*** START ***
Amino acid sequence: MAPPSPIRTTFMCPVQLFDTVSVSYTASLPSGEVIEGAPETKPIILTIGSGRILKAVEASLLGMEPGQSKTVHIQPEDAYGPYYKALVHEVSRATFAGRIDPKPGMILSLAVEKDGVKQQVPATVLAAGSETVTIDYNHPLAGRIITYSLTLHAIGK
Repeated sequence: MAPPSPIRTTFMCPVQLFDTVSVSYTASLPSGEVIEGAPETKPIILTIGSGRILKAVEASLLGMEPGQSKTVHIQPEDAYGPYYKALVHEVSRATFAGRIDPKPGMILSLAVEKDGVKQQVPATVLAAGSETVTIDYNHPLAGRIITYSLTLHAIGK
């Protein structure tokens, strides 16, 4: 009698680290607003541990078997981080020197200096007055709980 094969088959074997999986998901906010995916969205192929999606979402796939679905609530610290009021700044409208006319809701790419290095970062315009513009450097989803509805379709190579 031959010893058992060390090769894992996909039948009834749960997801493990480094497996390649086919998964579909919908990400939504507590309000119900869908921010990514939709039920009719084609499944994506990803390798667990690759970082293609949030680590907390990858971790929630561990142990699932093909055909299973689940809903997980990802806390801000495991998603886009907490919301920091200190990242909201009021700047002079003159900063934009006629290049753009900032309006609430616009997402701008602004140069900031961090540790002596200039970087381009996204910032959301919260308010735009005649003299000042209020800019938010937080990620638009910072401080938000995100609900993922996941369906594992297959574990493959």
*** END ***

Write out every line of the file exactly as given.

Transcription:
Amino acid sequence: MAPPSPIRTTFMCPVQLFDTVSVSYTASLPSGEVIEGAPETKPIILTIGSGRILKAVEASLLGMEPGQSKTVHIQPEDAYGPYYKALVHEVSRATFAGRIDPKPGMILSLAVEKDGVKQQVPATVLAAGSETVTIDYNHPLAGRIITYSLTLHAIGK
Repeated sequence: MAPPSPIRTTFMCPVQLFDTVSVSYTASLPSGEVIEGAPETKPIILTIGSGRILKAVEASLLGMEPGQSKTVHIQPEDAYGPYYKALVHEVSRATFAGRIDPKPGMILSLAVEKDGVKQQVPATVLAAGSETVTIDYNHPLAGRIITYSLTLHAIGK
């Protein structure tokens, strides 16, 4: 009698680290607003541990078997981080020197200096007055709980 094969088959074997999986998901906010995916969205192929999606979402796939679905609530610290009021700044409208006319809701790419290095970062315009513009450097989803509805379709190579 031959010893058992060390090769894992996909039948009834749960997801493990480094497996390649086919998964579909919908990400939504507590309000119900869908921010990514939709039920009719084609499944994506990803390798667990690759970082293609949030680590907390990858971790929630561990142990699932093909055909299973689940809903997980990802806390801000495991998603886009907490919301920091200190990242909201009021700047002079003159900063934009006629290049753009900032309006609430616009997402701008602004140069900031961090540790002596200039970087381009996204910032959301919260308010735009005649003299000042209020800019938010937080990620638009910072401080938000995100609900993922996941369906594992297959574990493959």